New York employers should prepare to make changes to their family leave policies. During an August 29, 2018, debate, Gov. Andrew Cuomo indicated that he may soon sign into law a bill passed by the State Legislature on June 20, 2018, that adds bereavement leave to the list of qualified reasons to take job-protected, paid time off under New York’s Paid Family Leave Act.
Currently, under the Act, eligible workers can take paid family leave under three circumstances:
- To provide care for a family member with a serious health condition
- To bond with their newly born, fostered, or adopted child, and
- To attend to a qualifying exigency arising out of a family member’s military service
The Act went into effect on January 1, 2018. Under the Act, private sector workers can take up to eight weeks of paid family leave and receive 50 percent of their average weekly wage, capped at 50 percent of the New York State average weekly wage. The length of leave and the percentage of pay will increase gradually until 2021, when employees will be permitted to take up to 12 weeks of paid family leave and receive 67 percent of their average weekly wage, capped at 67 percent of the New York State average weekly wage.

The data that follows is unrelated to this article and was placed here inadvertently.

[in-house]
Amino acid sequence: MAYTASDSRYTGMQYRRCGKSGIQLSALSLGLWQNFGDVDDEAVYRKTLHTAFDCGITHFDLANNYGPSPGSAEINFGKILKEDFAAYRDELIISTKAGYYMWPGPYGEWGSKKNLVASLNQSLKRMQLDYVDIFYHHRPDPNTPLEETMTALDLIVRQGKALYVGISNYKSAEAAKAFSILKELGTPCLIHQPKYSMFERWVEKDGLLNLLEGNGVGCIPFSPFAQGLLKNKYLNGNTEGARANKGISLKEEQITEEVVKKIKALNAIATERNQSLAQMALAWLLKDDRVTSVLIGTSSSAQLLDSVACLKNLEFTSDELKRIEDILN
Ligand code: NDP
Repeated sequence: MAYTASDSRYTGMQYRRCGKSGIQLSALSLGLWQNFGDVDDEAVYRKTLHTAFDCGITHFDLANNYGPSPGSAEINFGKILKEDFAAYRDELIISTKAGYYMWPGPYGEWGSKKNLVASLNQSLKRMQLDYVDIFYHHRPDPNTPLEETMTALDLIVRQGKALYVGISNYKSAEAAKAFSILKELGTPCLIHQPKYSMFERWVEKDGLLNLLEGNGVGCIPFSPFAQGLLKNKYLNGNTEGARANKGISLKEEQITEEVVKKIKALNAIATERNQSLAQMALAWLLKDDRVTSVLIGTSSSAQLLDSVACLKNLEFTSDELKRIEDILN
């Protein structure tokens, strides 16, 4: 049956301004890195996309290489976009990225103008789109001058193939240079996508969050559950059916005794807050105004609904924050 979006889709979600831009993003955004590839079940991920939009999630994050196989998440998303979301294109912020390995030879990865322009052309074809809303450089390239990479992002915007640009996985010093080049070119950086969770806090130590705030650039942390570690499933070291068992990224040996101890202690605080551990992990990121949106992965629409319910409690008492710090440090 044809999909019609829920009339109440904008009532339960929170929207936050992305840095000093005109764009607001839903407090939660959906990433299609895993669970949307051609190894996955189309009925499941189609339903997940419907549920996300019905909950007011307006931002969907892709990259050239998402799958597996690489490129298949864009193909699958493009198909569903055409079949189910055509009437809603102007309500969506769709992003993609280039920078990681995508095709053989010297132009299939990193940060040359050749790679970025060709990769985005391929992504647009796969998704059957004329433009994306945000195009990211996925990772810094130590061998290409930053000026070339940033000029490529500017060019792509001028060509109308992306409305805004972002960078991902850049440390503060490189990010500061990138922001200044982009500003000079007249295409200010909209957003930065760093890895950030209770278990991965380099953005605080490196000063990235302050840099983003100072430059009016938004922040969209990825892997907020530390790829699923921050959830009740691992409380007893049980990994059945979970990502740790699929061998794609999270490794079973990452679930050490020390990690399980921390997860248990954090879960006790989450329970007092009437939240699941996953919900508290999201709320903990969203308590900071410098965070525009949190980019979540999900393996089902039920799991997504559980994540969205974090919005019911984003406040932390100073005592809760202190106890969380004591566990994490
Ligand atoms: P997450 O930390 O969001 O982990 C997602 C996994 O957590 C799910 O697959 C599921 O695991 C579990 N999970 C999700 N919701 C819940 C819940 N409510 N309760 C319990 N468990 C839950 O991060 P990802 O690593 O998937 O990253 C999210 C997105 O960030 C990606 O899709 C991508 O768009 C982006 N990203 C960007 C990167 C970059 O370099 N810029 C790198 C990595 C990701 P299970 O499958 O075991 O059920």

If signed by Gov. Cuomo, the amendment to the Paid Family Leave Act would grant further protections to workers by adding another qualified reason for leave: “leave taken for the purposes of bereavement due to the death of a family member,” so long as workers provide bereavement notice “as soon as practicable.”
While the majority of private sector employers in New York currently allow employees to use personal time off to grieve, such time off is generally limited to a few days and is not always paid. This amendment would create a significant expansion, allowing workers to take up to 10 weeks of leave in 2020 and up to 12 weeks of leave in 2021 to grieve following the death of a family member.
Proponents of the amendment view it as a necessary protection for workers to allow them time to grieve following the loss of a family member without fear of repercussions from their employers. They point to concerns that failure to take time to grieve can impact an individual’s health and ability to perform his or her job functions. On the other hand, some businesses are worried about the costs of such a program, noting that the costs of the original Paid Family Leave Act are still unknown, but appear to be beyond what lawmakers anticipated. In addition, business owners are concerned that providing employees up to three months of leave could negatively impact their operations.
New York employers should keep a close eye on the status of this bill. Gov. Cuomo has until December 31, 2018, to sign the legislation, with the law going into effect on January 1, 2020. This will allow employers at least one year to adjust their bereavement policies accordingly.
Those employers without operations in the Big Apple should also take note. The Empire State has been among those locations at the vanguard of providing additional employee rights and protections, and we very well may see other states add to what has become a “crazy quilt” of paid leave legislation.